Opening early and closing late due to crowd demand, the Mirror Making Demonstrations under the big tent at Stellafane 2000 were again extremely popular. Featuring hands on mirror grinding, brief lectures and demonstrations of tool making, pitch lap pouring and optical testing, there was something interesting for conventioneers of all experience levels.
Where are the Machines?
Probably the most common question heard under the tent is "You can do this by hand?" or " Where are the Machines?". Many people incorrectly assume it takes expensive, precision machinery to create the precesion optical surface needed for a quality telescope mirror. They are often surprised to learn that powered machinery is unnecessary and little more than two glass blanks, grit, water and human energy get the job done, and done very well. With many barrels and benches set up as grinding stations, we explain this simple, traditional process while grinding real glass. Most visitors will take up the offer to try it themselves, and soon we have both young and old taking "walks around the barrel" -- many find it hard to stop as the rhythmic grinding motions cast their age-old magic spell.
How do two Flats make a Sphere?
The next most common question regards the creation of a spherical section in a mirror blank and tool that start out flat. This seems best answered through demonstration, rather than theory, and a few words about applied forces while demonstrating a chordal stroke seem to satisfy the curious. Looking through the center of the mirror blank while it is being pushed around the edge of the tool, it seems clear to all that the mirror center will start to hollow out. I have often felt that until this inevitable second question is asked, my audience has not quite accepted my assertion that a mirror can be made by hand.
How Long will it Take?
As the realization that mirror making does not seem to be too hard sinks in, and that perhaps it might be attempted, the third and final question is inevitably voiced: "How long will it take?". In actuality, this is the hardest of the three questions to answer, because so much depends on the work habits and skill of the individual. I've been telling people about 100 hours of labor over the course of a year for that first 6 or 8 inch mirror, which I don't think is too far from what I have observed from the mirror making classes we give. You can see disappointment in faces as this answer is absorbed -- so many seem to feel this is far more time than they have available, yet it is only 2 hours a week! A few understand, and two friends I demonstrated mirror making to last year both brought beautiful homemade scopes back to Stellafane this year!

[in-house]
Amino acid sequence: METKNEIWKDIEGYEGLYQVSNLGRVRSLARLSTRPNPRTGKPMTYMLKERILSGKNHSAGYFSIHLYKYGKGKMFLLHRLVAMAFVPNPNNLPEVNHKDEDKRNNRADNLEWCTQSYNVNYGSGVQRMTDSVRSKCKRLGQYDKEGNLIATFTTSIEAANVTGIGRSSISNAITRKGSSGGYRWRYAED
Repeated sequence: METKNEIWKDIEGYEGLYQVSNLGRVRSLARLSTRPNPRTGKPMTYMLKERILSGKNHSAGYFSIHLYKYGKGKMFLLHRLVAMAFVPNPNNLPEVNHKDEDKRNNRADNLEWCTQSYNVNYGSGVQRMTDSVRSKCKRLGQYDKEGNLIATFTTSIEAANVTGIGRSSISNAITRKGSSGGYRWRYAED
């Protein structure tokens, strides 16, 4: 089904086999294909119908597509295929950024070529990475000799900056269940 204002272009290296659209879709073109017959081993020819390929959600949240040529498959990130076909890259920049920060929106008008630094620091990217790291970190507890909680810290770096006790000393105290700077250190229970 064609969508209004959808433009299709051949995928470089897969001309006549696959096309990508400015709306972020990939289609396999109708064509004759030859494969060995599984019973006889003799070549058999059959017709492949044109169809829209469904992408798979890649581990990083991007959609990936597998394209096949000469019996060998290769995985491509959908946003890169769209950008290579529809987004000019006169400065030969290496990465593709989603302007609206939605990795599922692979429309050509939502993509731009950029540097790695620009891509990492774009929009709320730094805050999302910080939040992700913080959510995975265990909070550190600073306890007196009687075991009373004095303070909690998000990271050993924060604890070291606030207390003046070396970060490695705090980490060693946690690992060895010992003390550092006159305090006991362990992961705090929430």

We had a great set of equipment for demonstrating optical testing this year! The Optical Interferometer built by Scott Milligan and Dave Kelly was always surrounded by interested amateurs. Scott and Dave should be commended for demonstrating how an advanced piece of test equipment like this could be built on a reasonable budget by an advanced amateur. At the other end of the test equipment scale, Rick Hunter assembled a flashlight, prism and Ronchi grating with some duct tape into a "Ronchi Flashlight", which did a quick, qualitative test of a mirror with little fuss or bother. We also had three Foucault testers set up and running, and demonstrated their use and shadow interpretation. Optical testing seems complicated and mysterious to many novices, and having the equipment set up and demonstrating it's use helps bring down another barrier to starting your own mirror.
Tools & Laps
Junie Esslinger demonstrated how to make a plaster tool. Plaster & tile tools have still not made it into any of the popular telescope making books (only much less widely available magazine articles), so this technique is not known to many mirror makers. We get a lot of questions about them while working under the tent, and we make a special effort to spread the word about how well they work, and how easy they are to make. Our master lap maker, Phil Rounsville, again made pouring pitch look easy, and he was surrounded by eager apprentices during his lap making demonstration.
A big piece of glass seems to have a magic attraction -- people just seem to move toward it as soon as they spot it. Since 1997, we have had a 27" blank being rough ground under the tent. This year, as it was ready for 220 grit, we didn't want to risk a scratch in the dusty tent, so it was left safely in the bunkhouse. Instead, we took two 16" full thickness blanks out of storage, and they seemed to have just as much magic to attract conventioneers. We had one on a barrel which got most of the adults pushing glass, and one on a bench so that our younger attendees could easily push glass also (with a cast iron barbell weight as tool). And grind they did! Thanks to all the many club members who patiently helped instruct and educate our guests, we seemed to have fulfilled our goal -- to take some of the mystery out of pushing glass, and plant the seed that mirror making is a satisfying and attainable goal. Lets hope we see a few more telescope on the hill next year that got their start in the Mirror Making Demonstration area this year!
Ken Slater, Springfield Telescope Makers
Back to the 2000 Convention Reports Index
Back to the 2000 Convention Main Page